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The Merchant of Venice
William Shakespeare
Understanding -
– Evaluation - Expression
Read these notes on some of the literary devices that Shakespeare
uses in this play. This information will help you analyse the text
effectively in your CEL.
Dramatic irony
In drama the audience is frequently made aware of something that some
or all of the characters on stage are not. This is sometimes accomplished
with the use of asides, or soliloquies, speeches by a single character on
an otherwise empty stage in which they reveal their innermost thoughts.
In Act 1, Scene 3 Shylock pretends to be friendly towards Antonio but in
an aside (line 36) he reveals his deep hatred for his enemy and the
reasons behind it.
Blank Verse
Lines that have a regular rhythm (iambic pentameter; five paired beats
to a line) but which do not rhyme. Generally, the high-status characters
in Shakespeare’s plays speak in blank verse, although there are one or
two exceptions. Most of The Merchant of Venice is in blank verse.
The form other than blank verse in which Shakespeare’s plays are
written. It is used to indicate characters of low status, (for example in
Act 3, Scene 1 when Shylock speaks with Tubal — Jews were of lower
status than Christians) and informality (for example, in Act 1, Scene 2
Portia and Nerissa to indicate their closeness). It is also used for
humorous scenes involving lower-class characters. Lancelet Gobbo and his
father speak in prose in Act 2, Scene 2. Prose might also be used in short
business-like scenes to speed the plot along.
The secondary or minor plot. In Shakespeare’s plays it usually mirrors
the concerns of the main plot, although often involves characters of
inferior status. The main plot and subplot are usually intertwined and key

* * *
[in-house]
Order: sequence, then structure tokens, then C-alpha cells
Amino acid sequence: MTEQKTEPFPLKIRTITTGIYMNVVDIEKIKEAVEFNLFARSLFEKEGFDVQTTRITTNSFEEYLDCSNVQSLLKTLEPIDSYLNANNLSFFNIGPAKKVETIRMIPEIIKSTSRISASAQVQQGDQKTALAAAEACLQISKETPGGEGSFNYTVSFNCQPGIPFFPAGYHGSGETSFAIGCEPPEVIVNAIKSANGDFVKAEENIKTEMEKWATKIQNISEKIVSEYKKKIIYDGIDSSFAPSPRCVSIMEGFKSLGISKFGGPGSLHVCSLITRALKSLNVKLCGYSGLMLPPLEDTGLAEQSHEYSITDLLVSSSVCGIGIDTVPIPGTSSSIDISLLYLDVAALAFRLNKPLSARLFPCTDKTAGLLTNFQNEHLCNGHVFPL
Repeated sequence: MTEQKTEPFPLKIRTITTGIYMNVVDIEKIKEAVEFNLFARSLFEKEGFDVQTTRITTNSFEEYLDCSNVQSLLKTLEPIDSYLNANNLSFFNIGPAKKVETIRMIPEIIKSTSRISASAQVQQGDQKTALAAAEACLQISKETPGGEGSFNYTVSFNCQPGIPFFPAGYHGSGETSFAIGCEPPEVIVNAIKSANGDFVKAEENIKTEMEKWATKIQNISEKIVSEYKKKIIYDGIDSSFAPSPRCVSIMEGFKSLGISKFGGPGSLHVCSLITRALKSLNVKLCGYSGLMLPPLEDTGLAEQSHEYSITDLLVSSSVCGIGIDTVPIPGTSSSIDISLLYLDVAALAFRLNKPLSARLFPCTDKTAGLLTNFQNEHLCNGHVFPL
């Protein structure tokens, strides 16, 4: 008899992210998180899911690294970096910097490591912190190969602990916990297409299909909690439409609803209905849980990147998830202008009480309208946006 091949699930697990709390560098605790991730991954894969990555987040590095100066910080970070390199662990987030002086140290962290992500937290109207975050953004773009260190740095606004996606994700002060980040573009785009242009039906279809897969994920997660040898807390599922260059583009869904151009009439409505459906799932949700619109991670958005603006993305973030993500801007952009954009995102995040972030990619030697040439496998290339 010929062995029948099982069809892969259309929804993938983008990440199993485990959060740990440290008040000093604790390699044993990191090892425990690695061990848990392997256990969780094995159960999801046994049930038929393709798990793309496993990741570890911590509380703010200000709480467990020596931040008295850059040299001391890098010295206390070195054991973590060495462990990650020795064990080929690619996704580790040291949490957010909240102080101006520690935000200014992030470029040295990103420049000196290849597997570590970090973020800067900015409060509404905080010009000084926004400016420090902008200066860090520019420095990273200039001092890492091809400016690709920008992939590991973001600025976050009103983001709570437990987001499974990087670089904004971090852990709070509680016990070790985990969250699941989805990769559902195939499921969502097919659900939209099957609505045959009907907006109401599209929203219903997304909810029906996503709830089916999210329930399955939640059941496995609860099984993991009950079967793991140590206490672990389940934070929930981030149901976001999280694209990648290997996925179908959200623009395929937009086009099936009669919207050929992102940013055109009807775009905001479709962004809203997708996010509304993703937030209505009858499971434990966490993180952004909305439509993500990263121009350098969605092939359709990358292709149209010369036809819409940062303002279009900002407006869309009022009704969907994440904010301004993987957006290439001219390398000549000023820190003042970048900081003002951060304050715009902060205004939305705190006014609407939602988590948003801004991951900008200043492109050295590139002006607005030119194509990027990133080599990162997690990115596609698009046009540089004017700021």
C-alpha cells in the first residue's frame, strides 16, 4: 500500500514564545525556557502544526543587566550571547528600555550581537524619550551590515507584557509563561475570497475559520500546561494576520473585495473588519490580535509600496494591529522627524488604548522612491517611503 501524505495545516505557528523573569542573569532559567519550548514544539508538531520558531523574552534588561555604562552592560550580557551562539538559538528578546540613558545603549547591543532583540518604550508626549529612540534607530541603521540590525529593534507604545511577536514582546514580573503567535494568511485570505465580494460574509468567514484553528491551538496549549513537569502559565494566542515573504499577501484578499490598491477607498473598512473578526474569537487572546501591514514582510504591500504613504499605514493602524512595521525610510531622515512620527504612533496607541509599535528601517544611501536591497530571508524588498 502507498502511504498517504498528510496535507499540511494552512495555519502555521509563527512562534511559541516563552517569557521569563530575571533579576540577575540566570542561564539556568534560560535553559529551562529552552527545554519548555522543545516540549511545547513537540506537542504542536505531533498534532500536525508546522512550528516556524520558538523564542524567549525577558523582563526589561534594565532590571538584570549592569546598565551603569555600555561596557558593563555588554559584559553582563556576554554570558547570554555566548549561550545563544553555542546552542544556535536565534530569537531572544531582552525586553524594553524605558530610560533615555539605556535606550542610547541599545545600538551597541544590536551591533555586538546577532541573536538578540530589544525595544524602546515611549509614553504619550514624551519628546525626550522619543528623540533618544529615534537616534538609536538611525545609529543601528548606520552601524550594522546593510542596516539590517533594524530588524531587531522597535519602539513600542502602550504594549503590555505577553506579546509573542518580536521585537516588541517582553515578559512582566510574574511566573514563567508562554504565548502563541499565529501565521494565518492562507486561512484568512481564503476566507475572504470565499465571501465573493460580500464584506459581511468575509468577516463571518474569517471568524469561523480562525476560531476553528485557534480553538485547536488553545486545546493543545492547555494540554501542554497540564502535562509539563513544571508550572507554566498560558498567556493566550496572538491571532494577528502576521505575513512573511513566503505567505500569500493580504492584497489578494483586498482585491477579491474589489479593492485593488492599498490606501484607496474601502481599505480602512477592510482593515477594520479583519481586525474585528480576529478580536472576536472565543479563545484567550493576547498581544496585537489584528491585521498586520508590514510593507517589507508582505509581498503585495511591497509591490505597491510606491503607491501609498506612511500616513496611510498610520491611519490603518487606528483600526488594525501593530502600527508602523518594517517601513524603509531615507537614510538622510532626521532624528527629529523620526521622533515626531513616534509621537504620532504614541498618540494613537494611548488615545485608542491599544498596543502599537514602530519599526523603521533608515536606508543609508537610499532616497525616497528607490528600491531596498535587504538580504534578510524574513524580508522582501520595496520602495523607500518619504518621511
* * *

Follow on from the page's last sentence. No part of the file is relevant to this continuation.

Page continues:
themes are often shared. In The Merchant of Venice the main plot
involves the bond of flesh and the caskets, the subplot tells the story of
Jessica and Lorenzo
In simple terms this means that the play ends happily for the main
characters. The romantic comedy was usually based on a series of mixups or confusion about the identity of particular characters, often
because they were disguised. In The Merchant of Venice there are a
number of disguised characters, making us think about the nature of
appearance and reality. There may be a move towards tragedy in which a
key character is threatened with death (Antonio) but in the nick of time
the day is saved by (Portia) dressed up as a man. The movement of the
play is from happiness to despair to resurrection — the happiness of the
lovers is temporarily marred by the threat of Antonio’s death, then
restored by the intervention of Portia. (See the Comedies for details of
Shakespeare's comedies.)
A comparison made to show particular characteristics of something or
someone. Shylock is called ‘dog’ and ‘devil’ to indicate the hatred felt
towards him by other characters, and Antonio describes his use of the
scripture as ‘a goodly apple rotten at the heart’ (1.iii.96). Bassanio uses
elaborate metaphors to try to describe Portia’s great beauty, for
example, ‘sugar breath’ (3.ii.119) and comments that her hair is ‘a golden
mesh t’entrap the hearts of men’ (3.ii.122). In Act 1, Scene1 Bassanio
uses an archery metaphor to try to persuade Antonio to lend him more
money, indicating his status as an educated young gentleman (see 1.i.1404).